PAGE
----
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T-Mobile, Sprint see US security approval for deal after Huawei row: Report

That pressure is part of the national security review of T-Mobile's $26 billion deal to buy US rival Sprint: Sources

Reuters  |  Washington/New York 


US Inc and Sprint Corp expect their merger to be approved by a US national security panel as early as next week, after their respective parent said they would consider curbing their use of equipment from China's Technologies [HWT.UL], people familiar with the matter told Reuters.

US government officials have been pressuring T-Mobile's German majority owner, AG , to stop using equipment, the sources said, over concerns that is effectively controlled by the Chinese state and its network equipment may contain "back doors" that could enable cyber espionage, something which Huawei denies.

That pressure is part of the national security review of T-Mobile's $26 billion deal to buy US rival Sprint, the sources said.

The Committee on Foreign Investment in the United States (CFIUS) has been conducting a national security review of the Sprint deal, which was announced in April. Negotiations between the two and the US government have not been finalised and any deal could still fall through, the sources cautioned.

and Sprint shares were both down 1.2 percent on Friday.

Like all major US wireless carriers, and Sprint do not use Huawei equipment, but their parent use Huawei gear in overseas markets.

Sprint's parent, SoftBank Group Corp <9984.T>, plans to replace 4G network equipment from Huawei with hardware from Nokia and , Nikkei reported on Thursday, without citing sources.

Deutsche Telekom, Europe's largest telecoms company, on Friday said it was reviewing its vendor plans in Germany and other European markets where it operates, given the debate on the security of Chinese network gear.

Sprint, T-Mobile, Deutsche Telekom, SoftBank and CFIUS declined to comment.

Huawei has said the security concerns are unfounded. Tensions have been heightened recently by the Dec. 1 arrest of Huawei's chief financial officer, Meng Wanzhou, in Canada for possible extradition to the United States.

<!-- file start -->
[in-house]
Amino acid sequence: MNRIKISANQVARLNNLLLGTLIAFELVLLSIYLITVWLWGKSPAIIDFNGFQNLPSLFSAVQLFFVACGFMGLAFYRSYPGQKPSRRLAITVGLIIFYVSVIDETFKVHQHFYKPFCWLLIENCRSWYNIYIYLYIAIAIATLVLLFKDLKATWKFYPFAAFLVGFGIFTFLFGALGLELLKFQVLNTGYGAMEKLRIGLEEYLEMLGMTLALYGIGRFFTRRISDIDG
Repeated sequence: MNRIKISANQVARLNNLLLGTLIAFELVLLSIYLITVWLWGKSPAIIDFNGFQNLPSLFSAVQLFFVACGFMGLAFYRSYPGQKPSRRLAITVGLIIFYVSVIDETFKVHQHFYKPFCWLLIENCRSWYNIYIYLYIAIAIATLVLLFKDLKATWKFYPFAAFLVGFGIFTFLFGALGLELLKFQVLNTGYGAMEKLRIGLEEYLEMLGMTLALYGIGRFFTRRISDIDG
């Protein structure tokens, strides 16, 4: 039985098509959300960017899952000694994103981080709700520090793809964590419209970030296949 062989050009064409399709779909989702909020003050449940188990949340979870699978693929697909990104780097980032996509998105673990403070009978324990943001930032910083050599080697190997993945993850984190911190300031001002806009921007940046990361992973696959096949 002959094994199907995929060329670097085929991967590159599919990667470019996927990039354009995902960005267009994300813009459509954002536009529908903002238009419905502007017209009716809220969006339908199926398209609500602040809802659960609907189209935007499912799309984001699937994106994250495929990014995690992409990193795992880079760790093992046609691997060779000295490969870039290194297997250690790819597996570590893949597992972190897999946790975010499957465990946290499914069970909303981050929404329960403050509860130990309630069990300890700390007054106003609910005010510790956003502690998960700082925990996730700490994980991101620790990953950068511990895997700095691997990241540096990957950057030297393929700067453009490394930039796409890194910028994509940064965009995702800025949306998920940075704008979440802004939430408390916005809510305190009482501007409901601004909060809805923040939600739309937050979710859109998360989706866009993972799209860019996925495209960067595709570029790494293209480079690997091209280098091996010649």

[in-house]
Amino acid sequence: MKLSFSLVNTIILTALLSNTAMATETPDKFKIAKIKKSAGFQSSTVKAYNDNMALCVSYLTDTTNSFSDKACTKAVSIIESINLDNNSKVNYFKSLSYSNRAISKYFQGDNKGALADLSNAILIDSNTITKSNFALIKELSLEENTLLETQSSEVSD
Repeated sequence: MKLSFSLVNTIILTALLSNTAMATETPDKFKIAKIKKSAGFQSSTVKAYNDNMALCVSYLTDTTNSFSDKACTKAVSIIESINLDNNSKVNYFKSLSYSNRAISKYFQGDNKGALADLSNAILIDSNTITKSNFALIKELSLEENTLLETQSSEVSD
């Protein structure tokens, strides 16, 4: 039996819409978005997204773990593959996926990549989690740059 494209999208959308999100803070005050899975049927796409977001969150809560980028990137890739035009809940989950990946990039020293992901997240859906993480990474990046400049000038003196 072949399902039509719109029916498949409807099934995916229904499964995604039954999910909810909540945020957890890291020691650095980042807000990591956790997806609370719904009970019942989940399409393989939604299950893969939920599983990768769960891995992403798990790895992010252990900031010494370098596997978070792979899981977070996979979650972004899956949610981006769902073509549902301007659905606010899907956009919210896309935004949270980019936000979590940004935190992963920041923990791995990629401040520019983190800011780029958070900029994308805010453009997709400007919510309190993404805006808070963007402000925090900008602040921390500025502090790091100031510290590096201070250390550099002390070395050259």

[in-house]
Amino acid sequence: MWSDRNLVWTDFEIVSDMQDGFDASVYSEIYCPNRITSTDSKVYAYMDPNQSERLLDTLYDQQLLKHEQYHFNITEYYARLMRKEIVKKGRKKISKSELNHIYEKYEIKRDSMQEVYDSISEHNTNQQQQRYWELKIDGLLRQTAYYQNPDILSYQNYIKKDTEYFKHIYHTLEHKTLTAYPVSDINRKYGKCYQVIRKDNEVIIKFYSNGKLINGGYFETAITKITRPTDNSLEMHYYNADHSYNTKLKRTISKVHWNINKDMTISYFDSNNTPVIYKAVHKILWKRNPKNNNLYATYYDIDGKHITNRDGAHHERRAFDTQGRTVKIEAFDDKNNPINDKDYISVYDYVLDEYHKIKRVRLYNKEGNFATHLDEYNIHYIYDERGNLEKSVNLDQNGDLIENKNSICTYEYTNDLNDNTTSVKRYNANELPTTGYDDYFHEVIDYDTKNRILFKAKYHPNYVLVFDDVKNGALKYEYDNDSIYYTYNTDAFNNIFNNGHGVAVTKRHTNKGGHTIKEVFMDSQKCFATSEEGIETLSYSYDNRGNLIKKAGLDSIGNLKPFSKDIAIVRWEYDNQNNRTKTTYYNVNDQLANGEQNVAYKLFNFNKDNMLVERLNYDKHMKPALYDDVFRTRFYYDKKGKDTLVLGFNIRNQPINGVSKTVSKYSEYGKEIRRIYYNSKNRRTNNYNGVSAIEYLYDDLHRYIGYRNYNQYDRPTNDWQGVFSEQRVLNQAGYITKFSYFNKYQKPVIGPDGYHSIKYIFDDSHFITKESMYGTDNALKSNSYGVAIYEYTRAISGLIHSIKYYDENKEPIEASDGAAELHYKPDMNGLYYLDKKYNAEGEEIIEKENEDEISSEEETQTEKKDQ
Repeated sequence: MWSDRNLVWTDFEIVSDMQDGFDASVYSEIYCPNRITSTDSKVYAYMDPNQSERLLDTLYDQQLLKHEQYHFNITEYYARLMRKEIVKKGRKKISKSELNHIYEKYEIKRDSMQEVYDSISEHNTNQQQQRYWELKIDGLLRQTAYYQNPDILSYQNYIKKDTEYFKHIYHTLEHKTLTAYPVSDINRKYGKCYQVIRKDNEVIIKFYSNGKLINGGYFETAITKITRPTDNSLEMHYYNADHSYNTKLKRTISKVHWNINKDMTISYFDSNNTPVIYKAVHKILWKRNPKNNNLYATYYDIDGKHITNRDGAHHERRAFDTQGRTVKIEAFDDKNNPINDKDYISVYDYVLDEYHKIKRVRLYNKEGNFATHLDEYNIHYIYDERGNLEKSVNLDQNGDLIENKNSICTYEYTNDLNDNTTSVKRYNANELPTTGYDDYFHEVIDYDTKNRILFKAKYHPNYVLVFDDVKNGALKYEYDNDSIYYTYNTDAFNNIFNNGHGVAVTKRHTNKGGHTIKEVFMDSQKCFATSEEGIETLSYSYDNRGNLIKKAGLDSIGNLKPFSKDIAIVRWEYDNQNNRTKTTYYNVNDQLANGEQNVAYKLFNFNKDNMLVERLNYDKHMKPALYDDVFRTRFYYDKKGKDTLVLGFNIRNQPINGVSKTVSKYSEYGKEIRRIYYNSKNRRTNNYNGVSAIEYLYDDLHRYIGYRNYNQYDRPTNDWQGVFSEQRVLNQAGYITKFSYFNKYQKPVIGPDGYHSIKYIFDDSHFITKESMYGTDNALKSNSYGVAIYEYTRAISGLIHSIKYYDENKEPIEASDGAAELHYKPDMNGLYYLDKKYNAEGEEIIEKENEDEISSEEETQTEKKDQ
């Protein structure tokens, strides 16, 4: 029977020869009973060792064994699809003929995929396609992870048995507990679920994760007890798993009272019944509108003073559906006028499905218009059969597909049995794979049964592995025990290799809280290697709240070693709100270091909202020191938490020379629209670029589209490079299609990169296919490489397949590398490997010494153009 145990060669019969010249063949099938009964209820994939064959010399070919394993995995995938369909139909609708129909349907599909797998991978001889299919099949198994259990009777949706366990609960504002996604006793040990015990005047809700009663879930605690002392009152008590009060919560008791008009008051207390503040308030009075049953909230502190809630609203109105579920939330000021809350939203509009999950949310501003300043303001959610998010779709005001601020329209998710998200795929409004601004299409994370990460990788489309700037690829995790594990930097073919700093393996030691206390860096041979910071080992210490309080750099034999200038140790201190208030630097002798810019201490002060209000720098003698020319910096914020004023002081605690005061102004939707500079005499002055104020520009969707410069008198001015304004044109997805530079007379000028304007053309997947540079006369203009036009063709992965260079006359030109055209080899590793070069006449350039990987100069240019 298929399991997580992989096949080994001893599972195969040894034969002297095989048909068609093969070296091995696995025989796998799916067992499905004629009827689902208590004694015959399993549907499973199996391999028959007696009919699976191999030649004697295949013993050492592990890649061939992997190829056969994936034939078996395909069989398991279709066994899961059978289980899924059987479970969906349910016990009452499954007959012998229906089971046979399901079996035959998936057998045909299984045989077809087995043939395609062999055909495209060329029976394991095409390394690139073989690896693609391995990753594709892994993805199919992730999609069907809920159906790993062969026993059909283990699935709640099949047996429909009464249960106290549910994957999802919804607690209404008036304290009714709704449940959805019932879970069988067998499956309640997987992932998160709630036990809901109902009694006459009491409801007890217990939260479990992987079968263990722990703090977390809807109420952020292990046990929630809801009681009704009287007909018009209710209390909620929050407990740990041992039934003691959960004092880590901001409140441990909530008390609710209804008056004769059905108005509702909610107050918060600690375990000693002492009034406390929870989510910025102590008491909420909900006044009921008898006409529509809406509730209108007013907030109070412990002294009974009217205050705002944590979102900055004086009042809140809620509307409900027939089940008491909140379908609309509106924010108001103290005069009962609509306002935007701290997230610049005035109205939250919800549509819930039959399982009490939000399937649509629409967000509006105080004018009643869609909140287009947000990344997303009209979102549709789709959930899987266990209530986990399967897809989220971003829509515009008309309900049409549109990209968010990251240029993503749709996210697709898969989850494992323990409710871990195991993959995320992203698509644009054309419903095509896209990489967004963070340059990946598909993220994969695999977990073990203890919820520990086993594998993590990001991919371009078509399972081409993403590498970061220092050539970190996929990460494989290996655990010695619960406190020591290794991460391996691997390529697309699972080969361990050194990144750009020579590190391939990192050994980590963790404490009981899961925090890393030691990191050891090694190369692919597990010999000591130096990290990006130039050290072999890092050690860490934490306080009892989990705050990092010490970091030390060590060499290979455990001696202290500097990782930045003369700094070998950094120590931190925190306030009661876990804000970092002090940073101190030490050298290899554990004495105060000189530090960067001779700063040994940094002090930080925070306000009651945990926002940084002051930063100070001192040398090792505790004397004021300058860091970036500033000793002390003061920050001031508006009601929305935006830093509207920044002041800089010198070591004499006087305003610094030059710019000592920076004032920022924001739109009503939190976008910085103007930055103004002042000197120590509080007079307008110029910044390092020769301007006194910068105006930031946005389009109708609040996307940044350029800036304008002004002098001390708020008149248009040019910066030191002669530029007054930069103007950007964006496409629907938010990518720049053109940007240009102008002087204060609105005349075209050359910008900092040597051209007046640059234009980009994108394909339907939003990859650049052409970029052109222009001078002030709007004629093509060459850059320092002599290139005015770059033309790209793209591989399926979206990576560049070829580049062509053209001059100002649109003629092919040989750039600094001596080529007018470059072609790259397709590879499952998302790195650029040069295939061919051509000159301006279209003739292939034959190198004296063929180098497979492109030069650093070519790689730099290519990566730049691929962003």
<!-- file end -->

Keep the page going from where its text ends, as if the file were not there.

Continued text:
US prosecutors accuse Meng of misleading multinational banks about Iran-linked transactions, putting the banks at risk of violating US sanctions. Meng, who is the daughter of Huawei's founder, has said she is innocent.

The Justice Department and Federal Communications Commission must also approve the proposed deal between the third and fourth largest US wireless carriers. T-Mobile previously said it expected the deal to close in the first half of 2019.

The agreement was reached after four years of on-and-off talks that set the stage for the creation of a company that would compete more favourably with the top two wireless players, Verizon Communications Inc and AT&T Inc . The United States has been using its influence to pressure companies around the world to shed Huawei as a supplier, even when it comes to their overseas operations, as it seeks primacy over China in wireless technology. Huawei is the world's biggest network equipment maker ahead of and Nokia. New Zealand and Australia have stopped telecom operators using Huawei's equipment in new networks because they are concerned about possible Chinese government involvement in their communications infrastructure.

First Published: Sat, December 15 2018. 02:18 IST